Touch's Lone Dominator (Carlton) and Dunn's Sneak'n In (Swearingen) were turned loose No. 7 Tuesday afternoon; it was 66 with 15 mile per hour wind. Dominator laid down a good strong race but could not produce any bird work. Sneak'n In had owner and scout Will Dunn on his toes, the orange and white pointer male had a good race and picture perfect finds at 21, 34, and 76.
Beeler's Prime Design, owned and handled by Scott Beeler, and Dominator's Queen Bee (Carlton) were in the eighth brace. Design was getting it done coming into the New Ground when handler lost his voice and asked for the retrieval device at 45. Bee, a liver and white pointer female had one stylish find at 34.
Raining and 52 Wednesday morning at breakaway for the No. 9. The conditions proved to be unfavorable when Confidence was picked up at 22 after an unproductive and Racer was voluntarily picked up at 20.
Champion Rentz's Hijacked and Hauser's Rollin Thunder were in the tenth brace. Thunder, owned by Sean and Debra Hauser and handled by Will Dunn, was picked up at 30 after a breach of manners on a divided find.
Erin's Lost Creek (Eisenhart) and Knight's Little John (Todd) were turned loose for the eleventh brace. Creek had a find at 5, a divide find at 25 and was picked up at 65. John had a divided find at 25 and was picked up at 71.
It was 58 and raining Thursday morning causing a light rain delay, but a little rain wasn't going to stop these pros from running. Navajo Nation (Eisenhart) and Notorious Front Range (Carlton). Nation had two nice finds at 28 and 59 and was picked up at the 60-minute mark. Range had a back at 28, a find at 58 and was picked up at 73.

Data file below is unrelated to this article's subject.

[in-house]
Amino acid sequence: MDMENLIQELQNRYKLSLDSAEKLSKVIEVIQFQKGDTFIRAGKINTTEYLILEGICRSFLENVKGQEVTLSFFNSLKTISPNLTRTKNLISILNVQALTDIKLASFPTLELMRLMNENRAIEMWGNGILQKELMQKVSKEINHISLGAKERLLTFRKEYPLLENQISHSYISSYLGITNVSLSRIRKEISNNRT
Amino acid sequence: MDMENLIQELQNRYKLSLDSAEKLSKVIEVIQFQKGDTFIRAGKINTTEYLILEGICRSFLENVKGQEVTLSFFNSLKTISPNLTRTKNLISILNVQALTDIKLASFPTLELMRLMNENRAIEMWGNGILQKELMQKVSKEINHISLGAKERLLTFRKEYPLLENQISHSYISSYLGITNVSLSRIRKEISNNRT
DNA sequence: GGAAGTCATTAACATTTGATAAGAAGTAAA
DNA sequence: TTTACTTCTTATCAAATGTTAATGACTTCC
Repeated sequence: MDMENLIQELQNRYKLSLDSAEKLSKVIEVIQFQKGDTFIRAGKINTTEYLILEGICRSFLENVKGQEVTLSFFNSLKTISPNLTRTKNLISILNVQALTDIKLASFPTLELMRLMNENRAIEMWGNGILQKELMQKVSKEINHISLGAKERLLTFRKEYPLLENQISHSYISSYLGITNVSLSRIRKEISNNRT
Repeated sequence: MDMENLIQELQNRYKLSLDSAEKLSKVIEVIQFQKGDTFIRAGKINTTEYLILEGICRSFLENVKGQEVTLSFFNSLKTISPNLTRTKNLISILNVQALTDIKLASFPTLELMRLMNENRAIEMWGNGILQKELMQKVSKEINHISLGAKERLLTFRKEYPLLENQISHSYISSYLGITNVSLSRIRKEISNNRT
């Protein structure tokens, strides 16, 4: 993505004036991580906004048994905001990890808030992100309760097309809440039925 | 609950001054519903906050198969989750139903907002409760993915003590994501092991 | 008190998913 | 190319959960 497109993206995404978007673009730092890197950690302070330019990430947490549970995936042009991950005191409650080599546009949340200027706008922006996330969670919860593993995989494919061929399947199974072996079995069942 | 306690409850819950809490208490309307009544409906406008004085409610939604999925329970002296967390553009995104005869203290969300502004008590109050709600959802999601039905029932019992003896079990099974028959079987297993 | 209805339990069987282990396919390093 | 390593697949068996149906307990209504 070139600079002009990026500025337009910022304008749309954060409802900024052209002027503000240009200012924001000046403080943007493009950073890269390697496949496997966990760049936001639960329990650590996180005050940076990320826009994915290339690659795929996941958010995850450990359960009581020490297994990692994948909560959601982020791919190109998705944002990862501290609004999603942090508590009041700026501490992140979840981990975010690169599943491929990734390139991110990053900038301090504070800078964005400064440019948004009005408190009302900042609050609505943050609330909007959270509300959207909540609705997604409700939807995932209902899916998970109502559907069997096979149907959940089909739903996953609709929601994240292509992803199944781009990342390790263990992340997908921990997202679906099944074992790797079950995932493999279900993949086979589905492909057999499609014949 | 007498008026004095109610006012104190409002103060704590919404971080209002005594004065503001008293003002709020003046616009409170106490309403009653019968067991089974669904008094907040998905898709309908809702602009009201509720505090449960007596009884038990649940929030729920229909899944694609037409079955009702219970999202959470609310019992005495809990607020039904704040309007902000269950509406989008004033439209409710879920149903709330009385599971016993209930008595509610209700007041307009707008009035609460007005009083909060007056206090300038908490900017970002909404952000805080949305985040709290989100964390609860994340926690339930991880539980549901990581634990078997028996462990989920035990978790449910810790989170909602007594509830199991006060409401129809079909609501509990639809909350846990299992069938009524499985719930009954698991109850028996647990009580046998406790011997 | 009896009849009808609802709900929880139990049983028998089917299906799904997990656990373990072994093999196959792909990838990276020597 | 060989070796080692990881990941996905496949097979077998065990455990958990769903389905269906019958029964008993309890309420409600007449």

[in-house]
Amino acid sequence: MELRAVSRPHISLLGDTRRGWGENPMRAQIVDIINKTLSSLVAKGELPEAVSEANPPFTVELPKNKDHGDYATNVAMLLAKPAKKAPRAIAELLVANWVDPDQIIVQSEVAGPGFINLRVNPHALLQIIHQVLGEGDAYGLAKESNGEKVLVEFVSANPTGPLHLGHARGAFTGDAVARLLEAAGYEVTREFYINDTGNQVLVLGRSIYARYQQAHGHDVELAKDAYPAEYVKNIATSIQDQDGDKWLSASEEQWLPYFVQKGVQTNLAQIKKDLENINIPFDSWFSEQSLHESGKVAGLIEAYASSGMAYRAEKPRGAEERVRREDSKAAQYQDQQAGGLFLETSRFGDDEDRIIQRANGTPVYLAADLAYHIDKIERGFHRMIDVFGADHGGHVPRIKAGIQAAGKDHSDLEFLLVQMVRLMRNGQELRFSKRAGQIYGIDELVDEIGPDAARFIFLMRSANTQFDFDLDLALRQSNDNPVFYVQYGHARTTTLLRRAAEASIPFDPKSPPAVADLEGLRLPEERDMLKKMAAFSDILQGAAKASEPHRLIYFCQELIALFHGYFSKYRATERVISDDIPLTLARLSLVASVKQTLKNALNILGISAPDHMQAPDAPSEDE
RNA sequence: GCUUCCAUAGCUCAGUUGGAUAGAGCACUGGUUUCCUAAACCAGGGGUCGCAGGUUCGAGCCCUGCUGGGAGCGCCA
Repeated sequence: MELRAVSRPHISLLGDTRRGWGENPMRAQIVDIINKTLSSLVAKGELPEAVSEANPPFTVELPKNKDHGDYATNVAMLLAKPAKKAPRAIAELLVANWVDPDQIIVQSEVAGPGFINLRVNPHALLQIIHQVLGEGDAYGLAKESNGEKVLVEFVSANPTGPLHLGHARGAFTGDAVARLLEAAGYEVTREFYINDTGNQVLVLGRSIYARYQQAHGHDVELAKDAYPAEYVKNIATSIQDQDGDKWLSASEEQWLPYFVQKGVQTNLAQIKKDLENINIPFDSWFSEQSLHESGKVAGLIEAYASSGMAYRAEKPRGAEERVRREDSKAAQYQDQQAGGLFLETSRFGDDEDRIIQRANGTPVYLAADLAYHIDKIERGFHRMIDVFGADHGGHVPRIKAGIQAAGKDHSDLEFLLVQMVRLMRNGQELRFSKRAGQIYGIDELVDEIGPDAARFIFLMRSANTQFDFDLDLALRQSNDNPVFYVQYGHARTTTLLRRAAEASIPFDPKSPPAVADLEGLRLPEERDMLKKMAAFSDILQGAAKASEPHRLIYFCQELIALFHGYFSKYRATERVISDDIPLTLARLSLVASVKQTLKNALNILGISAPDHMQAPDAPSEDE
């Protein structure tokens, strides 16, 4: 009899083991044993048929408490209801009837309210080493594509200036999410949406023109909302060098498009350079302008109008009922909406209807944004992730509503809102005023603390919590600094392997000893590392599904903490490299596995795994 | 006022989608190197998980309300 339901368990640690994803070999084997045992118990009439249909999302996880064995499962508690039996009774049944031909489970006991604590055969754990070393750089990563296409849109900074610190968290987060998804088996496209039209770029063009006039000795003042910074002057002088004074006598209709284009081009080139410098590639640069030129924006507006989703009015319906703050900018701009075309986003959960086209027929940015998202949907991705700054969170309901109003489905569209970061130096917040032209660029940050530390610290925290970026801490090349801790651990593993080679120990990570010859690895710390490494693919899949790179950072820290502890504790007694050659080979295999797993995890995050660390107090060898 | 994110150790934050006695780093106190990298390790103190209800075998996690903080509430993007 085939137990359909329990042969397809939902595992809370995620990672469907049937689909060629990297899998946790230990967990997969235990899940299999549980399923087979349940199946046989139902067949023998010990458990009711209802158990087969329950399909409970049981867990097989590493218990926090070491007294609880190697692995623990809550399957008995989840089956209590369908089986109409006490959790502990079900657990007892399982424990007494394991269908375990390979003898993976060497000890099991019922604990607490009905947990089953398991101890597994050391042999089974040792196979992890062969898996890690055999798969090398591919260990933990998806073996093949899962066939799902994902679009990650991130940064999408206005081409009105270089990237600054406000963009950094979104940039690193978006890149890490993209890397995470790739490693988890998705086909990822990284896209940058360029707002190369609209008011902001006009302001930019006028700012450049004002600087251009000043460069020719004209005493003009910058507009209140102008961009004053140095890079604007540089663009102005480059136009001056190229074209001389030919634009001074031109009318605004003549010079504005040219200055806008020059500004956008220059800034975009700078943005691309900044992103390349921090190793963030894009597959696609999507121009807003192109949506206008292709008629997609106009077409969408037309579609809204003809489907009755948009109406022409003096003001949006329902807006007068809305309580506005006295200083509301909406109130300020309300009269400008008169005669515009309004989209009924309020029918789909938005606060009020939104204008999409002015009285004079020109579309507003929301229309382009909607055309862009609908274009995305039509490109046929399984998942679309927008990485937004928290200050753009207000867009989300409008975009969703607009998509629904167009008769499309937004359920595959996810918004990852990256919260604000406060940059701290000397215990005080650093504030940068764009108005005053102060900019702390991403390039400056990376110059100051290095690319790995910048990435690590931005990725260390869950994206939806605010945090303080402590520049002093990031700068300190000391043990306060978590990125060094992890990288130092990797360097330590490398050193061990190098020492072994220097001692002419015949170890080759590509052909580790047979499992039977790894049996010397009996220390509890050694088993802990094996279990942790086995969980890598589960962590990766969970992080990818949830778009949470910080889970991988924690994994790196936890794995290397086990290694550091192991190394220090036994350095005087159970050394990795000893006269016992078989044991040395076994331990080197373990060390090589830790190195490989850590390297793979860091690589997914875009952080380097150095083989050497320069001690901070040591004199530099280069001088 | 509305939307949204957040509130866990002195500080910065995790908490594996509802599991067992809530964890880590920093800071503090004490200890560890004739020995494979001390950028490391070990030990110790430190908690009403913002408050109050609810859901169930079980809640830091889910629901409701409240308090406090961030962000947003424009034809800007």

Southern Confidence (Eisenhart) and Knight's Hill Ray (Todd) were turned loose for the thirteenth brace. Confidence, an orange and white pointer male had a bird contact at 16, a back at 40 and was picked up at 43. Ray had perfect finds at 7, 40 and was also picked up at 43.
Erin's Southern Comfort (Eisenhart) and Marques Pistol Pete (Henry) followed. Comfort had an unproductive at 30 after a lengthy relocation and was picked up. Pete was picked up at 25.
The last brace of the trial is always the one that will keep a contestant on their toes. Dominator's Wild Bill (Carlton) and Erin's Code of Honor (Eisenhart) were in the No. 15. Bill, an orange and white pointer male ran and strong front running race and had one find at 6. Honor had a clean find at 40 and 50 and was picked up.
Greensboro, Ala., January 31
Judges: Charles Morton and Chip Pendergrass
NATIONAL DERBY CHAMPIONSHIP [Ninety-Minutes Heats] -- 30 Pointers
Winner--RENTZ'S HIJACKED, 1696866, male, by Redland's Jacked Up--F F Bit O'Honey. Joe & Tricia Rentz & Claudia McNamee, owners; Luke Eisenhart, handler.
Runner-Up--PHILLIPS LINEBACKER, 1695679, male, by Phillips Off Line--Phillips Silver Lady. Orrin Ingram & Nathan Phillips, owners; Nathan Phillips, handler.